Cryotech International, Inc. v. Technifab Products, Inc.

Filing 220

ORDER DENYING 159 Motion for Summary Judgment AND DENYING 164 Motion for Partial Summary Judgment by Magistrate Judge Howard R. Lloyd. (hrllc1, COURT STAFF) (Filed on 4/26/2010)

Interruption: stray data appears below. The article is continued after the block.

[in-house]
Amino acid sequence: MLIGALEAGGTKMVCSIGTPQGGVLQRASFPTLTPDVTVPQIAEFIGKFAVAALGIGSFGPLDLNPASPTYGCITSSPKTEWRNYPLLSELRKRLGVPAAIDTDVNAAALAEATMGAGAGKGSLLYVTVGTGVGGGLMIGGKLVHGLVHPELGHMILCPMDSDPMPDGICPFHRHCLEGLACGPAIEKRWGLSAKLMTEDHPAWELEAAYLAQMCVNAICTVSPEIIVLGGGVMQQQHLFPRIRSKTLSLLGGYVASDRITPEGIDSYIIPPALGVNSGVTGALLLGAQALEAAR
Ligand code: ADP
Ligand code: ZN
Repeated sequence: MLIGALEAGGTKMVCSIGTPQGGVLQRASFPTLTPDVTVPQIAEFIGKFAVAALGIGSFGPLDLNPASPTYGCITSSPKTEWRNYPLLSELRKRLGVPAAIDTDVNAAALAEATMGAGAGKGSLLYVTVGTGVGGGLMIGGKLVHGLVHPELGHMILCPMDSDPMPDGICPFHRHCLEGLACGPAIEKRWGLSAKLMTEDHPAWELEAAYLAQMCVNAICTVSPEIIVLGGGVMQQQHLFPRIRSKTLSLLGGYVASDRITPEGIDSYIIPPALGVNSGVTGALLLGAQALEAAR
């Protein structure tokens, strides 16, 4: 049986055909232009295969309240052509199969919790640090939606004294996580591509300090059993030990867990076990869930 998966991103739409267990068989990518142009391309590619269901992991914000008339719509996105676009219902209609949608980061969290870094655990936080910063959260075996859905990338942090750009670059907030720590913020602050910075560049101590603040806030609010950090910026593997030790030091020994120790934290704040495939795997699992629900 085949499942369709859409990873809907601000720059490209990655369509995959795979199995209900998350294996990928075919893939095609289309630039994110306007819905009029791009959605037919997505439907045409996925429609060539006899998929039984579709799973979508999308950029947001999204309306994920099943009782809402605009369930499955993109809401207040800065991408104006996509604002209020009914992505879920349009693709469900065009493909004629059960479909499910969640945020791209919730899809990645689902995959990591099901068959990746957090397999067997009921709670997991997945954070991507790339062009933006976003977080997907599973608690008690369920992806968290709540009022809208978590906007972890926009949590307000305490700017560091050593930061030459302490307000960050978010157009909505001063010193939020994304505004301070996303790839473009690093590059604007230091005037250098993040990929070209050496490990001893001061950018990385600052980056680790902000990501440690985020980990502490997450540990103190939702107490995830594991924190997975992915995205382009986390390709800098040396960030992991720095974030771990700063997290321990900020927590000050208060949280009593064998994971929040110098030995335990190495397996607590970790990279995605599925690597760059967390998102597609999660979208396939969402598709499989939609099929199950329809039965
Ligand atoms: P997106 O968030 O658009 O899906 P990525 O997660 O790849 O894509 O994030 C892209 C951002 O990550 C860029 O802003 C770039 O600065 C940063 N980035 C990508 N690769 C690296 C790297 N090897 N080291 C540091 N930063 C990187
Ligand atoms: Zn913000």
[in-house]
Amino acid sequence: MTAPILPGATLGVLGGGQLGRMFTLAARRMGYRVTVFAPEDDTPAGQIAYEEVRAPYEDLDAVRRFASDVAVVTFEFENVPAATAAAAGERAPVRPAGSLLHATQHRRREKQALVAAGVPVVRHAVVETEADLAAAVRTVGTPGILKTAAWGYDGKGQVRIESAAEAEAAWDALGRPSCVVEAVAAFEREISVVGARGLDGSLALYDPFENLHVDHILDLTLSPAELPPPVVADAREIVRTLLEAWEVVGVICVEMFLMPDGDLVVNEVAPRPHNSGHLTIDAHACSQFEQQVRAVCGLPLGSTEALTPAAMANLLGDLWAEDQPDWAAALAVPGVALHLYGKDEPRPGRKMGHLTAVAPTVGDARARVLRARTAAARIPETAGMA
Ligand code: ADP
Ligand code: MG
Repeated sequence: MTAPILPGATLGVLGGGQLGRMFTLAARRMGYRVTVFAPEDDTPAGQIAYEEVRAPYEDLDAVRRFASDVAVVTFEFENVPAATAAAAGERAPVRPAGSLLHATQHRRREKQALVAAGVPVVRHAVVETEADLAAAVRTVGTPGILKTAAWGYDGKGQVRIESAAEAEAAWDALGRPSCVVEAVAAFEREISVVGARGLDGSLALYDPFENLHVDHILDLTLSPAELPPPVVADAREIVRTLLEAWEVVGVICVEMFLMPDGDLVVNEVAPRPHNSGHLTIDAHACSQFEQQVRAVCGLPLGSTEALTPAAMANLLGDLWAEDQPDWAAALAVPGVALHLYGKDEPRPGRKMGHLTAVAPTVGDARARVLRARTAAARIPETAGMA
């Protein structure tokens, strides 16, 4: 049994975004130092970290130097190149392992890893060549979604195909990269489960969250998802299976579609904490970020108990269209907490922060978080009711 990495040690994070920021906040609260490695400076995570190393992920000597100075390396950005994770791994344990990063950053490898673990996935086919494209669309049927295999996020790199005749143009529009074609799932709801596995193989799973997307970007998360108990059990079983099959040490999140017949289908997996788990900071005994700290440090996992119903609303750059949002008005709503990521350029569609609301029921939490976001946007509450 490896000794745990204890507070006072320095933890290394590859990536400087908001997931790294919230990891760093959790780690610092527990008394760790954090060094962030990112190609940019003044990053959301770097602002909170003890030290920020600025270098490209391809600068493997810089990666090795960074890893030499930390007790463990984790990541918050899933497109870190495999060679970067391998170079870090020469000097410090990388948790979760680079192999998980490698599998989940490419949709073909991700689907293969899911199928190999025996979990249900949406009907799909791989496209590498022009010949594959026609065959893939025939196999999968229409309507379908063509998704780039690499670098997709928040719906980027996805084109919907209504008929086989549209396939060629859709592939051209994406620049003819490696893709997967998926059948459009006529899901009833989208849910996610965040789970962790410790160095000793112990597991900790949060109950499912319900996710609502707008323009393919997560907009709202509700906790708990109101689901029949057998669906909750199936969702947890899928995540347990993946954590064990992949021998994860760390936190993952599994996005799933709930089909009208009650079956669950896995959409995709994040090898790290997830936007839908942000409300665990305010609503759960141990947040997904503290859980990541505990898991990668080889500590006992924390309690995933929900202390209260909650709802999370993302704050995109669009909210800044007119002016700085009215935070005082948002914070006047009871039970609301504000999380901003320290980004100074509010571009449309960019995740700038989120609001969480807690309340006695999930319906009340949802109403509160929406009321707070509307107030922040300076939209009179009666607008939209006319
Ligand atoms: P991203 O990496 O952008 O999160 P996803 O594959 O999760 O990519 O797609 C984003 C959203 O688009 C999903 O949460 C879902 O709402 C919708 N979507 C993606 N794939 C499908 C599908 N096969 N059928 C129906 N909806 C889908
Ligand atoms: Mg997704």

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1 2 3 4 5 6 7 8 9 10 ** E-filed April 26, 2010 ** NOT FOR CITATION IN THE UNITED STATES DISTRICT COURT FOR THE NORTHERN DISTRICT OF CALIFORNIA SAN JOSE DIVISION CRYOTECH INTERNATIONAL, INC., a Delaware Corporation, fka VBS INDUSTRIES INCORPORATED, v. Plaintiff, No. C08-02921 HRL ORDER DENYING THE PARTIES' MOTIONS FOR SUMMARY JUDGMENT [Re: Docket Nos. 159, 164] United States District Court 11 12 13 14 15 16 17 18 19 20 21 22 23 24 25 26 27 28 For the Northern District of California TECHNIFAB PRODUCTS, INC., an Indiana Corporation; and DOES 150 inclusive, Defendant. ____________________________________/ Cryotech International, Inc. ("Cryotech") and Technifab Products, Inc. ("Technifab") are competing companies in the cryogenic industry. They signed a contract obligating Technifab to exclusively produce certain products that Cryotech agreed to exclusively purchase and sell. Cryotech later sued Technifab for allegedly using Cryotech's confidential information to bypass Cryotech and sell products directly to Cryotech's customers in violation of the contract. Technifab then countersued Cryotech for allegedly outsourcing to others the production of products for which Technifab was to be the sole source, and for failing to use best efforts to sell Technifab's products. Both parties now move for partial summary judgment, and each side opposes the other's motion. Upon consideration of the moving and responding papers, as well as the arguments presented at the motion hearing, this court DENIES the parties' motions.1 1 In Technifab's motion, both parties object to some of the other side's evidence. For purposes of this motion only, the parties' objections are sustained. 1 1 2 3 4 5 6 7 8 9 10 LEGAL STANDARD A court may grant a motion for summary judgment when the pleadings and discovery material on file show no genuine issue of any material fact. Fed. R. Civ. P. 56(c). Material facts include those that could affect the outcome of the litigation, as identified by the substantive law. Anderson v. Liberty Lobby, Inc., 477 U.S. 242, 248 (1986). When deciding a motion for summary judgment, the court views the facts in the light most favorable to the nonmoving party. Leisek v. Brightwood Corp., 278 F.3d 895, 898 (9th Cir. 2002). The moving party has the initial burden of demonstrating "the absence of a genuine issue of material fact." Celotex Corp. v. Catrett, 477 U.S. 317, 323 (1986). If the moving party does not meet its initial burden, then "the nonmoving party has no obligation to produce anything" and the court must deny summary judgment. Nissan Fire & Marine Ins. Co. v. Fritz Cos., 210 F.3d 1099, 110203 (9th Cir. 2000). But if the moving party does meet its initial burden, then the nonmoving party must "produce[] enough evidence to create a genuine issue of material fact" to defeat the motion. Id. at 1103. DISCUSSION A. Background Cryotech and Technifab entered into a seven-year, renewable, Exclusive Manufacturing and Distributor Agreement (the "Agreement") in 2001. (Compl. Ex. A.) Section 1 of the Agreement establishes that with some exceptions, Technifab would "act as the exclusive manufacturer" and Cryotech would "act as the exclusive distributor" of two schedules of products ("Scheduled Products"). Schedule 1-A includes the "current form" of Dynaflex, Polyflex, Phase Separators, "LCIs" (injectors), and Statiflex, while Schedule 1-B includes the current form of standard transfer hoses. (Compl. Ex. A. at 8.) Section 3 of the Agreement outlines the parties' responsibilities concerning new products, improvements to existing products, and joint patents. (Id. at 2.) The relationship between the two companies deteriorated over the years, culminating in the early termination of the Agreement. Cryotech filed the instant lawsuit in June 2008, alleging four claims for relief: (1) breach of contract, (2) interference with prospective economic advantage, (3) misappropriation of trade secrets, and (4) unfair competition. (Docket No. 1.) Technifab answered United States District Court 11 12 13 14 15 16 17 18 19 20 21 22 23 24 25 26 27 28 For the Northern District of California 2 1 2 3 4 5 6 7 8 9 10 and counterclaimed for breach of contract. (Docket No. 12.) Fact and expert discovery closed in December 2009 and February 2010, respectively, and both parties now seek partial summary judgment. B. Technifab's Motion (Docket No. 159) 1. Choice of Law Technifab first moves for summary judgment as to the choice of law that applies to Cryotech's second and fourth claims. Cryotech is a Delaware corporation, but nobody thinks Delaware law should apply. Instead, Cryotech argues for California law while Technifab, an Indiana corporation, argues for Indiana law. The Agreement lacks a choice-of-law provision. As this action is here in federal court based on diversity jurisdiction, Technifab argues for the application of California's "governmental interest" choice-of-law test. Under this approach, the court first considers if "the two states' laws actually differ; if so, [it] must examine each state's interest in applying its law to determine whether there is a `true conflict'; and if each state has a legitimate interest [it] must compare the impairment to each jurisdiction under the other's rule of law." Arno v. Club Med., Inc., 22 F.3d 1464, 1467 (9th Cir. 1994). Applying this test, Technifab argues that Indiana law should apply to Cryotech's second and fourth claims. It asserts that California law "clearly and substantially differs" from Indiana law because (1) for count two Indiana requires an additional element (absence of any justification); and (2) for count four Indiana lacks anything comparable to California's broad unfair competition statute. (Mot. 11.) It also argues that there is a "true conflict" between these laws and that Indiana's interest "far outweighs" California's interests. (Mot. 12.) Finally, Technifab claims that Indiana's interests would be substantially impaired if California law were to apply because Cryotech's requested injunctive relief would affect negatively Technifab's ability to compete as an Indiana corporation. Cryotech seems to agree to apply California's "governmental interest" choice-of-law test, but it comes up with a different result. First, it claims that California and Indiana law are similar for both counts. For count two, it asserts that Indiana's "absence of any justification" requirement "simply grafts California's general defense of justification into the elements of the Indiana law." United States District Court 11 12 13 14 15 16 17 18 19 20 21 22 23 24 25 26 27 28 For the Northern District of California 3 1 2 3 4 5 6 7 8 9 10 (Mot. 10.) As for count four, Cryotech argues that the absence of a statute in one state does not automatically preclude application of the forum state's law--but that, in any case, its allegations fit within Indiana common law. It submits that even if the states' laws were different, California has a greater interest in applying its law in this dispute. (Opp'n 11.) It is well established that a motion for summary judgment is not the place for a court to weigh the evidence. Anderson v. Liberty Lobby, Inc., 477 U.S. 242, 249. Yet Technifab's motion invites the court to do just that. To determine whether California or Indiana law applies to these counts, this court would be required to "examine[] each jurisdiction's interest in the application of its own law under the circumstances of the particular case to determine whether a true conflict exists" and also to "evaluate[] and compare[] the nature and strength of the interest of each jurisdiction in the application of its own law `to determine which state's interest would be more impaired if its policy were subordinated to the policy of the other state.' " Kearney v. Salomon Smith Barney, Inc., 137 P.3d 914, 922 (Cal. 2006) (quoting Bernhard v. Harrah's Club, 546 P.2d 719, 723 (Cal. 1976)). Such an evaluation requires the court to weigh the parties' disputed facts. Therefore, Technifab has failed to meet its initial burden for summary judgment. Although the court ultimately will make a determination as to choice of law, it is more appropriate to do so at a time when it may weigh the appropriate evidence. (Indeed, at oral argument, both sides agreed that in undertaking a choice-of-law analysis the court would necessarily weigh the relevant facts.) The court does not find that waiting until a later date will prejudice either party in their preparation for trial. Accordingly, the court DENIES Technifab's motion for summary judgment as to choice of law. 2. Damages United States District Court 11 12 13 14 15 16 17 18 19 20 21 22 23 24 25 26 27 28 For the Northern District of California Technifab also moves for summary judgment concerning Cryotech's request for compensatory damages. Technifab argues that "Cryotech's claimed compensatory damages are utterly speculative" because, supposedly, Cryotech has not presented an appropriate damage calculation or provided an expert to address damages. (Mot. 2.) As a result, it says, Cryotech cannot prove that it has been harmed "with any degree of reasonable certainty" as required by California law. (Id. at 2, 1415.) Cryotech counters that it has provided its estimated damages 4 1 2 3 4 5 6 7 8 9 10 through its responses to interrogatories and deposition questions. It says that it has compiled hundreds of Technifab's invoices to show specific dollar amounts of lost revenues and lost profits. Viewing the facts in the light most favorable to Cryotech, the court finds that Technifab has not met its initial burden for summary judgment. Despite what Cryotech may have presented thus far, Technifab points to no evidence that would make it impossible for Cryotech to prove its damages with reasonable certainty at trial. See Nissan Fire & Marine Ins. Co. v. Fritz Cos., 210 F.3d 1099, 1102 (9th Cir. 2000). Expert testimony is not always necessary to establish damages; in the proper case, the court may rely on reasoned estimates. Technifab's argument really goes to the weight of the evidence. At this point, the court is not prepared to hold as a matter of law that Cryotech fails. As a result, the court DENIES Technifab's motion for summary judgment as to Cryotech's damages. C. Cryotech's Motion (Docket No. 164) 1. Breach of Contract Claim and Counterclaim Cryotech moves for summary judgment on both its own breach of contract claim and Technifab's breach of contract counterclaim. In California, a party asserting a breach of contract claim must plead "(1) the contract, (2) plaintiff's performance or excuse for non-performance, (3) defendant's breach, and (4) damage to plaintiff therefrom." Acoustics, Inc. v. Trepte Constr. Co., 92 Cal. Rptr. 723, 740 (Ct. App. 1971).2 In this case, the parties have accused each other of violating the Agreement; therefore, who breached the contract first may be dispositive of both claims. Cryotech submits that there is no genuine dispute of material fact that Technifab first breached the Agreement. It claims that Technifab began breaching Section 1 of the Agreement as early as April 2005 when Technifab began selling "substantially similar" products in competition with Cryotech. It also asserts that Technifab breached Section 3 of the Agreement when Technifab failed to notify Cryotech that it modified Scheduled Products. Technifab counters that the Agreement did not prevent it "from selling products in competition with Cryotech, as long as such products were not substantially similar to a Scheduled Product, in its current form." (Opp'n 3.) It notes that it could even sell Schedule 1-A products in 2 United States District Court 11 12 13 14 15 16 17 18 19 20 21 22 23 24 25 26 27 28 For the Northern District of California The parties do not dispute that California law applies to their breach of contract claims. 5 1 2 3 4 5 6 7 8 9 10 competition with Cryotech if Cryotech was already obtaining a substantially similar product from someone else. To that end, Technifab claims that Cryotech purchased a manufacturing plant in May 2005 to make Scheduled Products or those substantially similar, and that this facility manufactured such products for Cryotech even before Cryotech acquired it. In addition, Technifab denies that the Agreement required it to inform Cryotech of developments to products it made for other customers. To address Cryotech's assertion that Technifab breached Section 1 of the Agreement, the court turns to the language of the Agreement itself. For Schedule 1-A products, Section 1 of the Agreement states: [Technifab] agrees not to sell the Items listed in Schedule 1-A in their currently configured form or items that are substantially similar to these products to others, in competition with the business of [Cryotech] provided that [Cryotech] is not obtaining a substantially similar product from a source other than [Technifab]. [Technifab] reserves the right to continue unrestricted selling of products substantially similar to Statiflex without [Cryotech] style bayonets provided those sales are not to [Cryotech] customers. (Compl. Ex. A. at 2 (emphasis added).) As is readily apparent, whether Technifab breached Section 1 (or, for that matter, whether Cryotech breached Section 1) turns on the definition of "substantially similar." Yet this term is not defined anywhere in the Agreement. Nor did Cryotech submit any parole evidence as to the expressed intent at the time of contracting or any evidence how this term might be customarily understood in the cryogenics industry. Instead, all it provides is its own expert's interpretation. Without first deciding what "substantially similar" means, the court cannot possibly determine as a matter of law that Technifab breached Section 1 of the Agreement. And, whether a particular product at issue is "substantially similar" to a Scheduled Product is inherently a fact-intensive inquiry. As a result, Cryotech has failed to establish that there is no genuine issue of material fact that Technifab violated Section 1 of the Agreement. The court reaches a similar conclusion concerning Technifab's alleged violation of Section 3 of the Agreement. Cryotech's argument focuses on Section 3(b), which reads: "[Technifab] agrees that it shall notify [Cryotech] promptly of any material modifications, revisions (to the extent such modification or revision changes the functionality of or adversely affects the quality of the Product) or discontinuances of a Product supplied by [Technifab] to [Cryotech]." (Compl. Ex. A. at 2.) Just United States District Court 11 12 13 14 15 16 17 18 19 20 21 22 23 24 25 26 27 28 For the Northern District of California 6 1 2 3 4 5 6 7 8 9 10 as with Section 1, the parties have wildly different ideas of what products are included within the scope of Section 3. Yet even if they did so agree, Cryotech has not provided this court with uncontroverted evidence that there is no genuine dispute about what the individual terms within this section mean. For example, there are material disputed facts with respect to whether there were "material modifications" or whether any of them impacted "functionality" or "quality." Accordingly, the court DENIES Cryotech's motion for summary judgment as to both its own breach of contract claim and as to Technifab's breach of contract counterclaim. 2. Intentional Interference with Prospective Economic Advantage Finally, Cryotech moves for summary judgment on its claim for intentional interference with prospective economic advantage. Cryotech alleges that Technifab intentionally interfered with Cryotech's business relationship with Novellus. Cryotech claims that Technifab knew of this relationship but nevertheless acted to disrupt it, causing Cryotech economic harm. Citing California law,3 Cryotech asserts that there is no genuine issue of material fact as to any of these factors. In addition, Cryotech submits that there is no genuine dispute that Technifab "engaged in an independently wrongful act" as required by California law. San Jose Const., Inc. v. S.B.C.C., Inc., 37 Cal. Rptr. 3d 54, 68 (Ct. App. 2007). Cryotech argues that Technifab acted wrongfully when it sold to Novellus products that were substantially similar to Scheduled Products and when it used its knowledge of Cryotech's pricing structure to bid against Cryotech for Novellus's business. Technifab counters that its sales to Novellus did not violate the Agreement because the products it sold to Novellus were not substantially similar to Scheduled Products, and that it was allowed to compete for customers after Cryotech--contrary to its contractual obligation--allegedly began outsourcing Scheduled Products. Just as with the breach of contract claims, Cryotech has failed to show that there is no genuine dispute of material fact as to whether Technifab wrongfully interfered with its relationship with Novellus. First, as discussed above, Cryotech has failed to establish as a matter of law that Technifab breached the Agreement. Second, Cryotech did not submit any uncontradicted evidence As already discussed in this order concerning Technifab's motion for summary judgment, whether California law applies to this claim has not yet been established. For purposes of this motion, however, the court will address Cryotech's arguments as presented. 7 3 United States District Court 11 12 13 14 15 16 17 18 19 20 21 22 23 24 25 26 27 28 For the Northern District of California 1 2 3 4 5 6 7 8 9 10 to support its allegation that Technifab was otherwise engaged in improper conduct. Consequently, the court DENIES Cryotech's motion for summary judgment as to its second count. IT IS SO ORDERED. Dated: April 26, 2010 HOWARD R. LLOYD UNITED STATES MAGISTRATE JUDGE United States District Court 11 12 13 14 15 16 17 18 19 20 21 22 23 24 25 26 27 28 For the Northern District of California 8 1 2 3 4 5 6 7 8 9 10 C 08-02921 HRL Notice will be electronically mailed to: Arthur J. Casey David Richard Johanson Douglas Andrew Rubel Mark Douglas Hassler ajc@robinsonwood.com, kkn@robinsonwood.com drj@esop-law.com, msshelli@esop-law.com dar@johansonberenson.com, msshelli@esop-law.com hassler@huntlawfirm.net Counsel are responsible for distributing copies of this document to co-counsel who have not registered for e-filing under the court's CM/ECF program. United States District Court 11 12 13 14 15 16 17 18 19 20 21 22 23 24 25 26 27 28 For the Northern District of California 9